Earlier this summer, when the U.S.-based online food magazine Eater suggested mince on toast was a classic British dish, foodie drama unfolded. Many in Britain denied it jeeringly, others stepped up to claim it nostalgically and a bunch of New Zealanders shot back to say it had been invented in their country.
All I know is that as a child in Scotland, I ate this every Thursday night. It was strongly flavoured and succulent because, back then, all Scottish beef was grass-fed. My mother fried the bread in beef fat, if she had any, although chicken fat would also do. If she didn't have wine on hand, she used a little whisky to heighten the flavour.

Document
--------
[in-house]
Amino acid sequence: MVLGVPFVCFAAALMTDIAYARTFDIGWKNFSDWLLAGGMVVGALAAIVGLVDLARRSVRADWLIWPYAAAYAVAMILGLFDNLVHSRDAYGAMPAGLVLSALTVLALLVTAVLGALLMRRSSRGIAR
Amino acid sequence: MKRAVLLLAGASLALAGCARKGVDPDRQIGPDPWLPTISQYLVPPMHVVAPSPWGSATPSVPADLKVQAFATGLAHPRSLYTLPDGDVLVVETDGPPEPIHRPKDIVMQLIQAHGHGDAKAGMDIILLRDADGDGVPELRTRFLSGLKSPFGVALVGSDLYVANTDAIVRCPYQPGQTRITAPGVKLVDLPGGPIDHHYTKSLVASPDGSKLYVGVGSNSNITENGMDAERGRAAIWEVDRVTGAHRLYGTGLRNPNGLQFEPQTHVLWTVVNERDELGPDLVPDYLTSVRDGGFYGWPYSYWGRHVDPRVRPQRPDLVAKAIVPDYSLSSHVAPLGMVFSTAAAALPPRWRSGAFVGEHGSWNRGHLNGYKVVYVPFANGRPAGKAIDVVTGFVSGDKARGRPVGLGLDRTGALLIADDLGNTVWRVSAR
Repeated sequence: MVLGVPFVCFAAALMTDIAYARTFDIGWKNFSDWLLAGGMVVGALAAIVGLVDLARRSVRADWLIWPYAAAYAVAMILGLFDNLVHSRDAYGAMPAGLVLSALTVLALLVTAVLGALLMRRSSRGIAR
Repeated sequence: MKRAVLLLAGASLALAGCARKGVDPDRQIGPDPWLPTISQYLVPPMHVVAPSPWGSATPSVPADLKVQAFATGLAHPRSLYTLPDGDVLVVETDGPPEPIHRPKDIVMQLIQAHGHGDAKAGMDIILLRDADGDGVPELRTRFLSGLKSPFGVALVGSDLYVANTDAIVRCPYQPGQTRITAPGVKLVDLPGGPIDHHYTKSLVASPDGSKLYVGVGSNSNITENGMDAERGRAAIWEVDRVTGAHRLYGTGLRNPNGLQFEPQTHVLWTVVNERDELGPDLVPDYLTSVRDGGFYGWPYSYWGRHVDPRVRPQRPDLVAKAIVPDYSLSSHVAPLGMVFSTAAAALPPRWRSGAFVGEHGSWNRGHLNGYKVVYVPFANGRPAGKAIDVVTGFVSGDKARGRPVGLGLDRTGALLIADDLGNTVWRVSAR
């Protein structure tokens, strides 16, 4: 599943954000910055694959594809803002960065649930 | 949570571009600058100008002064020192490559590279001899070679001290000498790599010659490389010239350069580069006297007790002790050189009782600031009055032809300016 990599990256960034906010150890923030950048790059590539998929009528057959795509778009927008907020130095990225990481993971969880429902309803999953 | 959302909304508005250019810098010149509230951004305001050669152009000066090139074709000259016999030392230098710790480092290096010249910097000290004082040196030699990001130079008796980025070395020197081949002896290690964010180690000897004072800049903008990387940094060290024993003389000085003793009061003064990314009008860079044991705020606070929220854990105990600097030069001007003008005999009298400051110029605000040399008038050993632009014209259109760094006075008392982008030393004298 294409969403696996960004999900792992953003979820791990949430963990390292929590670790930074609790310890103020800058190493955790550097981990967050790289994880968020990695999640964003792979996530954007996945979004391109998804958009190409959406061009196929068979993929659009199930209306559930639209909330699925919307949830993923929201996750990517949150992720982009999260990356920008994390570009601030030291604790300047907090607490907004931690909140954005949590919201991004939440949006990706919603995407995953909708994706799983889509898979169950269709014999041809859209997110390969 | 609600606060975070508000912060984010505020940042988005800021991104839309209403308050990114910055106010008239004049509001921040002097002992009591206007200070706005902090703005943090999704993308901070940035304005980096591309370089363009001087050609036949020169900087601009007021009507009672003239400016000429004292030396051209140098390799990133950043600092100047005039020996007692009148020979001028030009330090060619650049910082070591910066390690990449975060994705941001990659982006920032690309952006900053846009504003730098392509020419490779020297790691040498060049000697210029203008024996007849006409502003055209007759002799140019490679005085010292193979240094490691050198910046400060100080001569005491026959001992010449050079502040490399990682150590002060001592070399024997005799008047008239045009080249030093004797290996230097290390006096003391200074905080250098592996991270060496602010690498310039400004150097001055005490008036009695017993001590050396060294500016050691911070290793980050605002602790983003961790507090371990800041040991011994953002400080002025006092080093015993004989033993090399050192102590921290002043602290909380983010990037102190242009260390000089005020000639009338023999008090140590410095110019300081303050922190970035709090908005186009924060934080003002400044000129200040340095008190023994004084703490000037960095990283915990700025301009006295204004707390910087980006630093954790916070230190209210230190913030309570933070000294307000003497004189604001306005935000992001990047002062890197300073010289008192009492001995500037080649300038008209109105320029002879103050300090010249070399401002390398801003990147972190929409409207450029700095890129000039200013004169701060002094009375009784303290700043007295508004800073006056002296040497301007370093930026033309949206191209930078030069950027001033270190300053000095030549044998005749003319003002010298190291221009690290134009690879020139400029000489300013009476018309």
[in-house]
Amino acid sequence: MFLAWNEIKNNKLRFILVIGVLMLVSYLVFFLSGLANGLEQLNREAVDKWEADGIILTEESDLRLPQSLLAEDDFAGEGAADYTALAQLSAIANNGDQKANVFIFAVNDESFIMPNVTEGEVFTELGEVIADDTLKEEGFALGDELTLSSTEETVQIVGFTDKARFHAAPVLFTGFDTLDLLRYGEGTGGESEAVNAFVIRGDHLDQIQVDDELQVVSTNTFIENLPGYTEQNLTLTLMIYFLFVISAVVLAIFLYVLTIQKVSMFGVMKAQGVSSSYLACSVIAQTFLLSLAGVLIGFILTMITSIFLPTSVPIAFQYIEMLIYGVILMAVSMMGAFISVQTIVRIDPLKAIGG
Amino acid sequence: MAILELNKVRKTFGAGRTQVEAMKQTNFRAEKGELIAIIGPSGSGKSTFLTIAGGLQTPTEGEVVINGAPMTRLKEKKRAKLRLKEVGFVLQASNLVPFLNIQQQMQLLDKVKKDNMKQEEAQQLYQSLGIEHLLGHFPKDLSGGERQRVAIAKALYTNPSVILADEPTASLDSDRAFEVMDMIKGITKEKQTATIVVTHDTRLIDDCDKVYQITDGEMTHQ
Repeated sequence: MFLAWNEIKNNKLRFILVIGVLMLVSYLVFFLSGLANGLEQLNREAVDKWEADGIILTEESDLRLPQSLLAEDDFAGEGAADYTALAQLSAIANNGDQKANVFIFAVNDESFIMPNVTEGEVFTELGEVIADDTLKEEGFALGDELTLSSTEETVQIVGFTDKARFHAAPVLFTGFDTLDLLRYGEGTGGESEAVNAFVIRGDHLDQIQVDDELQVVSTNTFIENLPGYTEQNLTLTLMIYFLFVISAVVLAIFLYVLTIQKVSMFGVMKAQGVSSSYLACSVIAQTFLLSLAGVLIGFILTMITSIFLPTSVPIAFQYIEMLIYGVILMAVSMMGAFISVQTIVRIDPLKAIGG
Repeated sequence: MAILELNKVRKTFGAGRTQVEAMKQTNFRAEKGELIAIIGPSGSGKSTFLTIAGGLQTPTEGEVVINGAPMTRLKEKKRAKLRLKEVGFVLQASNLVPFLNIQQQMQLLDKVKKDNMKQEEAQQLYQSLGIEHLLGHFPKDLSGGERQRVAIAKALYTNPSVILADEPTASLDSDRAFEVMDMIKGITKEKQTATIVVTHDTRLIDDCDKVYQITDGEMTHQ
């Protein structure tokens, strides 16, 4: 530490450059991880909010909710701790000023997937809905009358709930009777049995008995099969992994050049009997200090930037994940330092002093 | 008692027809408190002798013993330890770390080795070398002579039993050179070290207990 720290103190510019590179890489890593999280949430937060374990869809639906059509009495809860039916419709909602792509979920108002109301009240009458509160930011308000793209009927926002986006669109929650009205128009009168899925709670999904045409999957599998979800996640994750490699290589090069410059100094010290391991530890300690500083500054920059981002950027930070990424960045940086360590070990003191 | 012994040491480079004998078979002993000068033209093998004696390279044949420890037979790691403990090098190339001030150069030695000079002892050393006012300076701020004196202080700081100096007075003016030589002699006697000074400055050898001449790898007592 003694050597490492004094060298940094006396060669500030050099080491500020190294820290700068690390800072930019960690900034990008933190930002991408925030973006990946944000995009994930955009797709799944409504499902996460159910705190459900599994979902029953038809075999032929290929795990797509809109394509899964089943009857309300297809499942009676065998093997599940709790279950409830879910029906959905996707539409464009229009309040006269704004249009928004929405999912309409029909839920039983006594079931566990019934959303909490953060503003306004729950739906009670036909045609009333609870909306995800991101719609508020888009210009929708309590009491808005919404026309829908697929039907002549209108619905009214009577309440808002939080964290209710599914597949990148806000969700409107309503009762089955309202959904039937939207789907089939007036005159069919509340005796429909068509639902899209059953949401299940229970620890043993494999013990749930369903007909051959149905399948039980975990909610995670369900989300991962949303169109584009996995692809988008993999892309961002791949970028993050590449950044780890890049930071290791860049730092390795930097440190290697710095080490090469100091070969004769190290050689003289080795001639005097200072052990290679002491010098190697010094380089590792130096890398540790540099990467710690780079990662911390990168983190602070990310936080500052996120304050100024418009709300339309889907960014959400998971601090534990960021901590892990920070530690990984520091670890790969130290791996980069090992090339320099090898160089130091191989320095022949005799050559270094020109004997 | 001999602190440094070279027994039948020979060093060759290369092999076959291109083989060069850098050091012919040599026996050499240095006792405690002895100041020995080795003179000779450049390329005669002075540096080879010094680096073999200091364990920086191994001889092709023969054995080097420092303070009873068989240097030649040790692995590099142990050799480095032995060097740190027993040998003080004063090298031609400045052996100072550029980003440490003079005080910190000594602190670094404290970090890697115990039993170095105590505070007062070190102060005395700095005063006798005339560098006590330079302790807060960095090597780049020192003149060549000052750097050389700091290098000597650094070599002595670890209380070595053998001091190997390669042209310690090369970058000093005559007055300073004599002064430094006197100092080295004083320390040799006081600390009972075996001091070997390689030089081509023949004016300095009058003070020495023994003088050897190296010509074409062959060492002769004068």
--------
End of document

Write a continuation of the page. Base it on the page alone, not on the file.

My version is healthier but just as full of flavour and a filling meal when paired with a hearty soup. It might not be a classic English dish, but we Scots consider it part of our food heritage.